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Old 07-27-2007, 02:23 PM   #15
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With oat flakes and raisins?
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Old 07-27-2007, 03:02 PM   #16
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What I'd like to know is:

On an electric guitar it's the electromagnetic field of the pickups detecting the vibrations of the strings and sending it to your amp which then converts it into audible sound. How does the wood density and vibration get carried by an electromagnetic pickup designed to pickup vibrations from metal strings? In other words, how exactly does body tone get transferred to the pickups?

I know tone is a fact, you can hear the differences easily. I'm just curious as to the way the wood tone is transferred. Any explaination would kick ass!

*EDIT - Wait... I just thought on this for a second. I'm guessing the wood has an effect on the nuances of the string vibrations?


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Old 07-27-2007, 03:10 PM   #17
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Quote:
Originally Posted by Rev2010 View Post

*EDIT - Wait... I just thought on this for a second. I'm guessing the wood has an effect on the nuances of the string vibrations?


Rev.


It's all EQ.


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Old 07-27-2007, 03:13 PM   #18
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Every wood on the guitar is going to affect tone in some way, on levels of severity. In fact, I just ordered an RGT42FX not 2 days ago, because I myself liked the neck through and the awesome fretwork of the RGT's. (rivals Prestige, IMO)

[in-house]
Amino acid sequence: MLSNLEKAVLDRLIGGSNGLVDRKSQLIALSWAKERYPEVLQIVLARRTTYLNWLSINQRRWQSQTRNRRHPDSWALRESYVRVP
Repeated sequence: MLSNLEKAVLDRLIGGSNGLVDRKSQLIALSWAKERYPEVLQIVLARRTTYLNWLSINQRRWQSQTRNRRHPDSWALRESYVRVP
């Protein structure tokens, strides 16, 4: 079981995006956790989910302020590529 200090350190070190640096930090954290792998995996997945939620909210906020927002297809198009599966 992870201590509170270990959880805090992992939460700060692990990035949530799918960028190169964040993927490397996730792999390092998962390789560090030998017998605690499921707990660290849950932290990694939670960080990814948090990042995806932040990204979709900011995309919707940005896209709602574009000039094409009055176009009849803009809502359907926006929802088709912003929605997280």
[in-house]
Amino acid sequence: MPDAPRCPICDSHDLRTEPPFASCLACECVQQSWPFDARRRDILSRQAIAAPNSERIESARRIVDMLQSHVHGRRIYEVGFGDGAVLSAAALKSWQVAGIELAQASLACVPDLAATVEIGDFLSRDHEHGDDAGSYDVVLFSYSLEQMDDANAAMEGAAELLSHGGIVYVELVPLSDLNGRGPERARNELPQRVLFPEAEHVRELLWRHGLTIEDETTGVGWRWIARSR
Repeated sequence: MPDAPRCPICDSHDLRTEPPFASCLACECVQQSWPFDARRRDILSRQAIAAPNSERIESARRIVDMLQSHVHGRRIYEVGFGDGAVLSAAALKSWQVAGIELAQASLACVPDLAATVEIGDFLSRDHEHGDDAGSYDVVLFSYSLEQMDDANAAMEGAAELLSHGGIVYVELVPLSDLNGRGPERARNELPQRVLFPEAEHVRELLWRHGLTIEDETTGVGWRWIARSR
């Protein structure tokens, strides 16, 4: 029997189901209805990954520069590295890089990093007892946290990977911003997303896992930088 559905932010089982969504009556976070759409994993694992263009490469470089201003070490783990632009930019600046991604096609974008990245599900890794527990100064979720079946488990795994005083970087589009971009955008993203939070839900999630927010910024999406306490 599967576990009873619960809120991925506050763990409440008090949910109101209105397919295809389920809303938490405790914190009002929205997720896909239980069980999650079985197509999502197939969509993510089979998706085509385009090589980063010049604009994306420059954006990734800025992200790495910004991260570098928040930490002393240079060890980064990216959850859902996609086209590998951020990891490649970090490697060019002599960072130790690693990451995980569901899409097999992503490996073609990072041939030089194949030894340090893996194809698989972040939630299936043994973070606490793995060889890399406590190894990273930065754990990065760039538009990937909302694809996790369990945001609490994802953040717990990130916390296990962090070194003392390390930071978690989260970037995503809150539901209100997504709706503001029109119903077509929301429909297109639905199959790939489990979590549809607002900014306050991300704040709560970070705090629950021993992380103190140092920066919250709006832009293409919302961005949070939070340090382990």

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Old 07-27-2007, 03:32 PM   #19
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Way cool question.

The thing is that we have waves at different frequencies and wavelengths.

See, we usually talk about low, mid and high frequency sounds.

The way the wood can affect the tone is through absorving (attenuating in physics) some waves of certain frequencies more than others, so there won't be much energy at that especific frequency for the pickup to 'pick'.

There's too much complex physics in this, like studying ressonant frequencies of matter but summing it up:
- high density woods tend to have richer harmonics, because their attenuation rate is low. That's why neck-thrus are usually very bright sounding.
- low density woods ten to absorb more harmonics and higher frequencies, with noticeably higher attenuation rate. It allows some Les Pauls to have a 'warmer' sound, which is basically a more pronouncedly middy voice.

IMPORTANT:When the original sound sources are perfectly periodic, the note consists of several related sine waves (which mathematically add to each other) called the fundamental and the HARMONICS, partials, or overtones.

So, the wood affects tone by 'reaping' some frequencies more than others, leaving less energy at some frequencies to disturb the pickups magnet electromagnetic field, which is the main cause of METAL!!!